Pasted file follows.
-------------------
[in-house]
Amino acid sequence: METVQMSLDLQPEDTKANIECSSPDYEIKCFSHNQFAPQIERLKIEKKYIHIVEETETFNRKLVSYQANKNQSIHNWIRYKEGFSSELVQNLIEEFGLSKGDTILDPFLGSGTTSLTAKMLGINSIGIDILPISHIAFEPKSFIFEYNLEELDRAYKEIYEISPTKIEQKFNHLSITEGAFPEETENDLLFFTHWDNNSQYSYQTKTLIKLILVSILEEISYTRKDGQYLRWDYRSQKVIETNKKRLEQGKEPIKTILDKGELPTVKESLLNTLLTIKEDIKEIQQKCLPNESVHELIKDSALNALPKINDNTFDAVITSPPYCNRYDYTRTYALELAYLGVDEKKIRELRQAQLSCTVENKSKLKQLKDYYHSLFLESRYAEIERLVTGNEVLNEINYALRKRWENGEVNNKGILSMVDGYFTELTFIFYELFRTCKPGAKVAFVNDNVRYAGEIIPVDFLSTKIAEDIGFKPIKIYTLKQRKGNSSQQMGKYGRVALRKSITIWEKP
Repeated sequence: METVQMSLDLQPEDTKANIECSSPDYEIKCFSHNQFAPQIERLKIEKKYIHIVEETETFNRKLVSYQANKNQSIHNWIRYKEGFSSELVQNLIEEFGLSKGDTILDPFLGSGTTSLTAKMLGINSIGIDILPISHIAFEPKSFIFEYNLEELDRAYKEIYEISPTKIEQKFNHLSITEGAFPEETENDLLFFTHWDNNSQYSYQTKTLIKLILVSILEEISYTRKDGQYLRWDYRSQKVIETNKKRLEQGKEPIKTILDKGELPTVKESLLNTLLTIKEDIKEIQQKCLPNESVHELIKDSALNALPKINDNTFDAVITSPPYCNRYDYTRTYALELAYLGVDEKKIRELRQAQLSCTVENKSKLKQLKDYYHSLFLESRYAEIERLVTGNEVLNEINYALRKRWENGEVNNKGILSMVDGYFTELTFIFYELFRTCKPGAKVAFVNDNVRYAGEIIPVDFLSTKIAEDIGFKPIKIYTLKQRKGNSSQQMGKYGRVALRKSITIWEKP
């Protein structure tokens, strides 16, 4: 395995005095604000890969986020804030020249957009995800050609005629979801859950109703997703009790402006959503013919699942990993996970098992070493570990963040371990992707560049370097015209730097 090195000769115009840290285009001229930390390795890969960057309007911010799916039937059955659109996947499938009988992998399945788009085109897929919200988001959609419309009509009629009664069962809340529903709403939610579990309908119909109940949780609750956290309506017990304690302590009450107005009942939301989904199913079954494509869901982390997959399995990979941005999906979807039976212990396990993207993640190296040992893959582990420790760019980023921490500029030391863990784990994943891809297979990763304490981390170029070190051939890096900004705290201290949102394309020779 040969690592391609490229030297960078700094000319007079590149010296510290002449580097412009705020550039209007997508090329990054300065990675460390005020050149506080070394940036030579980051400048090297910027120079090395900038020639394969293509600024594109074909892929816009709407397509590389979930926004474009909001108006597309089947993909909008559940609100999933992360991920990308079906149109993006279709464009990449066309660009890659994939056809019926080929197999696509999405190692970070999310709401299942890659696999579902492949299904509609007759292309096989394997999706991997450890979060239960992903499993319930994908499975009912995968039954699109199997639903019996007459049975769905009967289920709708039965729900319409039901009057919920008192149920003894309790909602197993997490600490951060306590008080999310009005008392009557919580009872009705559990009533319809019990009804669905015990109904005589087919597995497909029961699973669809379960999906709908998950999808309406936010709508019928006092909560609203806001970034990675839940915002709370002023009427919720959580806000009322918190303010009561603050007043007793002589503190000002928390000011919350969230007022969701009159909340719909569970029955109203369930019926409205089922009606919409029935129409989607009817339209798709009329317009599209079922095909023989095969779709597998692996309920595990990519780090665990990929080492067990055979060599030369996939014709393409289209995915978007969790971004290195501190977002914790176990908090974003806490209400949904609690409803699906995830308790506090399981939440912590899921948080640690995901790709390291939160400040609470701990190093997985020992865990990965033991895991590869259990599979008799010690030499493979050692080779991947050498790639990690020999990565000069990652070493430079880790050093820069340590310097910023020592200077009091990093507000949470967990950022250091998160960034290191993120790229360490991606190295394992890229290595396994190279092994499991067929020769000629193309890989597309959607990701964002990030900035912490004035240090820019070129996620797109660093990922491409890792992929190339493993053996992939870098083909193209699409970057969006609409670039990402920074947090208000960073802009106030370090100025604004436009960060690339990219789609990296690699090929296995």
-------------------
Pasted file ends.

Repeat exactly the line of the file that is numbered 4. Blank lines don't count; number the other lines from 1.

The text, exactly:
């Protein structure tokens, strides 16, 4: 395995005095604000890969986020804030020249957009995800050609005629979801859950109703997703009790402006959503013919699942990993996970098992070493570990963040371990992707560049370097015209730097 090195000769115009840290285009001229930390390795890969960057309007911010799916039937059955659109996947499938009988992998399945788009085109897929919200988001959609419309009509009629009664069962809340529903709403939610579990309908119909109940949780609750956290309506017990304690302590009450107005009942939301989904199913079954494509869901982390997959399995990979941005999906979807039976212990396990993207993640190296040992893959582990420790760019980023921490500029030391863990784990994943891809297979990763304490981390170029070190051939890096900004705290201290949102394309020779 040969690592391609490229030297960078700094000319007079590149010296510290002449580097412009705020550039209007997508090329990054300065990675460390005020050149506080070394940036030579980051400048090297910027120079090395900038020639394969293509600024594109074909892929816009709407397509590389979930926004474009909001108006597309089947993909909008559940609100999933992360991920990308079906149109993006279709464009990449066309660009890659994939056809019926080929197999696509999405190692970070999310709401299942890659696999579902492949299904509609007759292309096989394997999706991997450890979060239960992903499993319930994908499975009912995968039954699109199997639903019996007459049975769905009967289920709708039965729900319409039901009057919920008192149920003894309790909602197993997490600490951060306590008080999310009005008392009557919580009872009705559990009533319809019990009804669905015990109904005589087919597995497909029961699973669809379960999906709908998950999808309406936010709508019928006092909560609203806001970034990675839940915002709370002023009427919720959580806000009322918190303010009561603050007043007793002589503190000002928390000011919350969230007022969701009159909340719909569970029955109203369930019926409205089922009606919409029935129409989607009817339209798709009329317009599209079922095909023989095969779709597998692996309920595990990519780090665990990929080492067990055979060599030369996939014709393409289209995915978007969790971004290195501190977002914790176990908090974003806490209400949904609690409803699906995830308790506090399981939440912590899921948080640690995901790709390291939160400040609470701990190093997985020992865990990965033991895991590869259990599979008799010690030499493979050692080779991947050498790639990690020999990565000069990652070493430079880790050093820069340590310097910023020592200077009091990093507000949470967990950022250091998160960034290191993120790229360490991606190295394992890229290595396994190279092994499991067929020769000629193309890989597309959607990701964002990030900035912490004035240090820019070129996620797109660093990922491409890792992929190339493993053996992939870098083909193209699409970057969006609409670039990402920074947090208000960073802009106030370090100025604004436009960060690339990219789609990296690699090929296995």